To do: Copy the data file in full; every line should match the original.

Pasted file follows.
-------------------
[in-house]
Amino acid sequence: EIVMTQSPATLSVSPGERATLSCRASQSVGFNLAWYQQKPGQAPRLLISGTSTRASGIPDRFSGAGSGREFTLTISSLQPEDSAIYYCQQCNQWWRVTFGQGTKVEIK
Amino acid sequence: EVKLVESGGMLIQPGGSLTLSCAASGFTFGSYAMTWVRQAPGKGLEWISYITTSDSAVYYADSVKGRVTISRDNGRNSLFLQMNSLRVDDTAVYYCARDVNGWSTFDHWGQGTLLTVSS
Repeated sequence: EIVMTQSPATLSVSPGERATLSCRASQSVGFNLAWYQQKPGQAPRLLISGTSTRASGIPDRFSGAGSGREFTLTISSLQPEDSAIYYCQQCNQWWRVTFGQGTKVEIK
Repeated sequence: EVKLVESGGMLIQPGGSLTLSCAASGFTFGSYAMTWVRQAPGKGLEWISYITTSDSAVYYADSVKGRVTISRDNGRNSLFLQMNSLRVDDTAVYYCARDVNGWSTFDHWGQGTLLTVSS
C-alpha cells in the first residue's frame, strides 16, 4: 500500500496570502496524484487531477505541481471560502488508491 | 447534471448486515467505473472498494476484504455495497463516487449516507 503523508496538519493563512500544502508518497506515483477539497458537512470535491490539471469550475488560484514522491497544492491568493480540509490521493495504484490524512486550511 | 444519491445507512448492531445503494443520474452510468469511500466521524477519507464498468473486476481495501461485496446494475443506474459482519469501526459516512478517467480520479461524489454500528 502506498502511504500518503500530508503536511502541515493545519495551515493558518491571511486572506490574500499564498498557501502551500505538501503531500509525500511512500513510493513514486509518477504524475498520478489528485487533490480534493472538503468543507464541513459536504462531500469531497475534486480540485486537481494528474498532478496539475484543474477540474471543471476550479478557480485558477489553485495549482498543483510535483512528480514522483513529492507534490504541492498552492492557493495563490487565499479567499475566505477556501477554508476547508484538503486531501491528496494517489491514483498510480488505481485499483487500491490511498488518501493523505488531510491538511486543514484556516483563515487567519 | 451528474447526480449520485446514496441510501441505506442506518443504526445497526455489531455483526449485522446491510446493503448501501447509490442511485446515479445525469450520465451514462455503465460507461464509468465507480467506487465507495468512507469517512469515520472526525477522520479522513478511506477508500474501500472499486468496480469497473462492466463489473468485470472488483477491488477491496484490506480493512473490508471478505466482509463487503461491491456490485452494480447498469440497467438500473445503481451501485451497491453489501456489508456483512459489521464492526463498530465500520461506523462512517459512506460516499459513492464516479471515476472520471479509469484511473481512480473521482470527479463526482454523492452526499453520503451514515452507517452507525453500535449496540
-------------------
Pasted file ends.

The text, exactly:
[in-house]
Amino acid sequence: EIVMTQSPATLSVSPGERATLSCRASQSVGFNLAWYQQKPGQAPRLLISGTSTRASGIPDRFSGAGSGREFTLTISSLQPEDSAIYYCQQCNQWWRVTFGQGTKVEIK
Amino acid sequence: EVKLVESGGMLIQPGGSLTLSCAASGFTFGSYAMTWVRQAPGKGLEWISYITTSDSAVYYADSVKGRVTISRDNGRNSLFLQMNSLRVDDTAVYYCARDVNGWSTFDHWGQGTLLTVSS
Repeated sequence: EIVMTQSPATLSVSPGERATLSCRASQSVGFNLAWYQQKPGQAPRLLISGTSTRASGIPDRFSGAGSGREFTLTISSLQPEDSAIYYCQQCNQWWRVTFGQGTKVEIK
Repeated sequence: EVKLVESGGMLIQPGGSLTLSCAASGFTFGSYAMTWVRQAPGKGLEWISYITTSDSAVYYADSVKGRVTISRDNGRNSLFLQMNSLRVDDTAVYYCARDVNGWSTFDHWGQGTLLTVSS
C-alpha cells in the first residue's frame, strides 16, 4: 500500500496570502496524484487531477505541481471560502488508491 | 447534471448486515467505473472498494476484504455495497463516487449516507 503523508496538519493563512500544502508518497506515483477539497458537512470535491490539471469550475488560484514522491497544492491568493480540509490521493495504484490524512486550511 | 444519491445507512448492531445503494443520474452510468469511500466521524477519507464498468473486476481495501461485496446494475443506474459482519469501526459516512478517467480520479461524489454500528 502506498502511504500518503500530508503536511502541515493545519495551515493558518491571511486572506490574500499564498498557501502551500505538501503531500509525500511512500513510493513514486509518477504524475498520478489528485487533490480534493472538503468543507464541513459536504462531500469531497475534486480540485486537481494528474498532478496539475484543474477540474471543471476550479478557480485558477489553485495549482498543483510535483512528480514522483513529492507534490504541492498552492492557493495563490487565499479567499475566505477556501477554508476547508484538503486531501491528496494517489491514483498510480488505481485499483487500491490511498488518501493523505488531510491538511486543514484556516483563515487567519 | 451528474447526480449520485446514496441510501441505506442506518443504526445497526455489531455483526449485522446491510446493503448501501447509490442511485446515479445525469450520465451514462455503465460507461464509468465507480467506487465507495468512507469517512469515520472526525477522520479522513478511506477508500474501500472499486468496480469497473462492466463489473468485470472488483477491488477491496484490506480493512473490508471478505466482509463487503461491491456490485452494480447498469440497467438500473445503481451501485451497491453489501456489508456483512459489521464492526463498530465500520461506523462512517459512506460516499459513492464516479471515476472520471479509469484511473481512480473521482470527479463526482454523492452526499453520503451514515452507517452507525453500535449496540